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Every field of science has its own problems and needs efficient algorithms. Related problems in one field are often studied together. Some example classes are search algorithms , sorting algorithms , merge algorithms , numerical algorithms , graph algorithms , string algorithms , computational geometric algorithms , combinatorial algorithms , machine learning , cryptography , data compression algorithms and parsing techniques .
Fields tend to overlap with each other, and algorithm advances in one field may improve those of other, sometimes completely unrelated, fields. For example, dynamic programming was originally invented for optimization of resource consumption in industry, but is now used in solving a broad range of problems in many fields.
Algorithms can be classified by the amount of time they need to complete compared to their input size. There is a wide variety: some algorithms complete in linear time relative to input size, some do so in an exponential amount of time or even worse, and some never halt. Additionally, some problems may have multiple algorithms of differing complexity, while other problems might have no algorithms or no known efficient algorithms. There are also mappings from some problems to other problems. Owing to this, it was found to be more suitable to classify the problems themselves instead of the algorithms into equivalence classes based on the complexity of the best possible algorithms for them.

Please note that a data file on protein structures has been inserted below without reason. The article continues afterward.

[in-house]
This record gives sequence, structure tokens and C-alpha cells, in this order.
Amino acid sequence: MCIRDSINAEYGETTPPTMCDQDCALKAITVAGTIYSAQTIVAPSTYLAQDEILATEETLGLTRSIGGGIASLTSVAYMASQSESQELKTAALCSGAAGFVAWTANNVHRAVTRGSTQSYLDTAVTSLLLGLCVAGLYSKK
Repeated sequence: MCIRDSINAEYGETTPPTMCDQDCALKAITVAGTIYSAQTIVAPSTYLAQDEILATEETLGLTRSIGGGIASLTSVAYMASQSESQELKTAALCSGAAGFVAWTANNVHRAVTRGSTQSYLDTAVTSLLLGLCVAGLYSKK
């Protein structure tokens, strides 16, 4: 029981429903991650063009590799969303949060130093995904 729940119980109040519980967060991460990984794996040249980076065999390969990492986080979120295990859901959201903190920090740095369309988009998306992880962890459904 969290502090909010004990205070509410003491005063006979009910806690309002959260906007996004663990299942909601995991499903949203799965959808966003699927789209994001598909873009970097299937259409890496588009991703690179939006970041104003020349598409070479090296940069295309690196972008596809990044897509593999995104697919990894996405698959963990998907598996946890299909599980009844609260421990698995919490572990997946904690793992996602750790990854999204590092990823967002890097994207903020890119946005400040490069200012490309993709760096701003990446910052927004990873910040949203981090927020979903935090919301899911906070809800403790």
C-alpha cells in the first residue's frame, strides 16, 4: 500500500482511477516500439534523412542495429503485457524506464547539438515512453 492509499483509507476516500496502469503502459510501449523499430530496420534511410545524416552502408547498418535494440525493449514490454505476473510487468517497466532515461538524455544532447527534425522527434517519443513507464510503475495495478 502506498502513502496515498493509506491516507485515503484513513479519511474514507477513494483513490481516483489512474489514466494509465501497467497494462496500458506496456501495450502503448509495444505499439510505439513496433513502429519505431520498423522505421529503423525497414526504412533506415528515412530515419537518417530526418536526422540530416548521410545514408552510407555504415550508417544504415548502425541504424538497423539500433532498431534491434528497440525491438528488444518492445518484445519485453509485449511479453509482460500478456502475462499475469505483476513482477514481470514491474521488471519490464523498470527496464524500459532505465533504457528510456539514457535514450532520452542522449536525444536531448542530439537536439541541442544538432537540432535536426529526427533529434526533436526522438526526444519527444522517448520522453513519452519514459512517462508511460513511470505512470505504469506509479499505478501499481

(From Wikipedia, the free encyclopedia)
A data model is an abstract model that describes how data is represented and used.
The term data model has two generally accepted meanings:
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